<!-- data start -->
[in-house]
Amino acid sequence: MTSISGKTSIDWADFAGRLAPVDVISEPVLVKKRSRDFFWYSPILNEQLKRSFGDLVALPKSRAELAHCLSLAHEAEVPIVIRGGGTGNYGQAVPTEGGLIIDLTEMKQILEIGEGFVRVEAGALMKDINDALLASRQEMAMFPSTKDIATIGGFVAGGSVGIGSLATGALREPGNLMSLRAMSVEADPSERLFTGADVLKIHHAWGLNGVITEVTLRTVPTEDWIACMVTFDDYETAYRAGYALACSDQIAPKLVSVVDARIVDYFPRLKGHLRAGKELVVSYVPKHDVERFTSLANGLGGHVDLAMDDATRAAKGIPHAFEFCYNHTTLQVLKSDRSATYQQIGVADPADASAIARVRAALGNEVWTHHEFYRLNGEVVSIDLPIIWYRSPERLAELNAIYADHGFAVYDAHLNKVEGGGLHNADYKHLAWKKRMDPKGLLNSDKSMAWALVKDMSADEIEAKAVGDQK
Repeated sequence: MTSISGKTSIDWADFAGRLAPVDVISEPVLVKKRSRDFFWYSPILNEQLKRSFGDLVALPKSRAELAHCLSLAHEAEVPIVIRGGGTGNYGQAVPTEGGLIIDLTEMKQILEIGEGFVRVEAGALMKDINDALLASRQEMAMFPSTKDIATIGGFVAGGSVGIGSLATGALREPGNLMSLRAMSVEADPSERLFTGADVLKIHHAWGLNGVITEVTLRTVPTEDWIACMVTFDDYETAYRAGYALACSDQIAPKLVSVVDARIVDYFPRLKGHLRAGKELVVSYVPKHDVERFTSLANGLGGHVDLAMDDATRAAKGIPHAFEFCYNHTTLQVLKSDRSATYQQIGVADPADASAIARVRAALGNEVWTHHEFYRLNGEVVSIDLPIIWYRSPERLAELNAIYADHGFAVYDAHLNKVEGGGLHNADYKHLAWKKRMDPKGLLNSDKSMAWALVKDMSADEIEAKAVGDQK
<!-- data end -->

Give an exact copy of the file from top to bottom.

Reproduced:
[in-house]
Amino acid sequence: MTSISGKTSIDWADFAGRLAPVDVISEPVLVKKRSRDFFWYSPILNEQLKRSFGDLVALPKSRAELAHCLSLAHEAEVPIVIRGGGTGNYGQAVPTEGGLIIDLTEMKQILEIGEGFVRVEAGALMKDINDALLASRQEMAMFPSTKDIATIGGFVAGGSVGIGSLATGALREPGNLMSLRAMSVEADPSERLFTGADVLKIHHAWGLNGVITEVTLRTVPTEDWIACMVTFDDYETAYRAGYALACSDQIAPKLVSVVDARIVDYFPRLKGHLRAGKELVVSYVPKHDVERFTSLANGLGGHVDLAMDDATRAAKGIPHAFEFCYNHTTLQVLKSDRSATYQQIGVADPADASAIARVRAALGNEVWTHHEFYRLNGEVVSIDLPIIWYRSPERLAELNAIYADHGFAVYDAHLNKVEGGGLHNADYKHLAWKKRMDPKGLLNSDKSMAWALVKDMSADEIEAKAVGDQK
Repeated sequence: MTSISGKTSIDWADFAGRLAPVDVISEPVLVKKRSRDFFWYSPILNEQLKRSFGDLVALPKSRAELAHCLSLAHEAEVPIVIRGGGTGNYGQAVPTEGGLIIDLTEMKQILEIGEGFVRVEAGALMKDINDALLASRQEMAMFPSTKDIATIGGFVAGGSVGIGSLATGALREPGNLMSLRAMSVEADPSERLFTGADVLKIHHAWGLNGVITEVTLRTVPTEDWIACMVTFDDYETAYRAGYALACSDQIAPKLVSVVDARIVDYFPRLKGHLRAGKELVVSYVPKHDVERFTSLANGLGGHVDLAMDDATRAAKGIPHAFEFCYNHTTLQVLKSDRSATYQQIGVADPADASAIARVRAALGNEVWTHHEFYRLNGEVVSIDLPIIWYRSPERLAELNAIYADHGFAVYDAHLNKVEGGGLHNADYKHLAWKKRMDPKGLLNSDKSMAWALVKDMSADEIEAKAVGDQK